“The results of the trade show are very positive,” said Zignone managing director Matteo Patti, who highlighted that the number of visitors at the booth, especially European, North American and Japanese clients, increased between 5 and 10 percent compared with the same season last year.
Despite the positive mood, the dollar’s instability emerged as one of the main concerns among the exhibitors, already facing another problem in the first quarter of the year — record wool prices. As a consequence of the increased value of the raw material, all the exhibitors were forced to apply a 10 percent increase to their products’ prices.
Easy-care and comfortable fabrics, textured surfaces and a high-tech spin were definitely the key trend at Milano Unica this season.
For example, Botto Giuseppe, along with expanding its offering of stretch cashmere, also launched “Zero,” a collection of wool and wool and cashmere fabrics matched with polyurethane membranes which make them water resistant, windproof yet breathable.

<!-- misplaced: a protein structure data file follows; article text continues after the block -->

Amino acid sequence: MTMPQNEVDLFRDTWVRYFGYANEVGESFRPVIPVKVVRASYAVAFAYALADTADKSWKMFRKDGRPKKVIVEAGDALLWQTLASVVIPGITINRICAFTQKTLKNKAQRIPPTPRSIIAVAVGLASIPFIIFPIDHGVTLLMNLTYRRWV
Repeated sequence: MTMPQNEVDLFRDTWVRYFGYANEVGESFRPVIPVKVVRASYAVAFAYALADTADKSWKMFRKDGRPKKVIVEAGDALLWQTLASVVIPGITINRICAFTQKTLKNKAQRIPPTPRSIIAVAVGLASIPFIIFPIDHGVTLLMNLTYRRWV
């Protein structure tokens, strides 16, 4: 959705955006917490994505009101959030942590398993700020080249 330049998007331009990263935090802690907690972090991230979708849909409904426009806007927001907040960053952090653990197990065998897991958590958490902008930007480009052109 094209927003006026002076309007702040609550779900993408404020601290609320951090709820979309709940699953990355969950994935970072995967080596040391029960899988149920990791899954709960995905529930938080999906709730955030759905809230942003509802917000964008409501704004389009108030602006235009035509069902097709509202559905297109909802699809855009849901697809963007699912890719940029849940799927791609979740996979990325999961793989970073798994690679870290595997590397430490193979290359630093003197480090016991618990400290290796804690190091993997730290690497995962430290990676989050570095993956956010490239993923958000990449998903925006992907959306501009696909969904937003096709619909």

“For this collection we focused on the specific needs of modern men with their dynamic lifestyle,” said Vitale Barberis Canonico.
In particular, the company delivered the Montecarlo suiting fabric, crafted from 21-micron wool, which guarantees an antiwrinkle effect.
“We also expanded our Vintage range with wool and silk and wool and linen textiles for jackets and suits featuring effortless sophisticated patterns, which make them suitable for different occasions,” said Vitale Barberis Canonico.
In keeping with the booming luxury-active trend, the company introduced a range of textured silk and wool fabrics matched with a colorful membrane guaranteeing high-end outdoor performances.
For fall 2018, Tollegno 1900 expanded its offering of classic fabrics featuring Lycra and elastic fibers for a comfortable, stretch effect. Tollegno 1900 also treated the cloths included in the Multiperformance range with a special finishing that renders them anti-UV, antibacterial, stain and water-proof.
Different types of yarns were combined to create textured, 3D surfaces on the textile products, including wool and linen blends, designed for blazers, while the Rainmaker line featured traditional fabrics matched with high-tech membranes for performance, sporty-chic garments.
In addition, as part of the high-end Tollegno Luxury collection, the company combined camel hair and silk for upscale fabrics.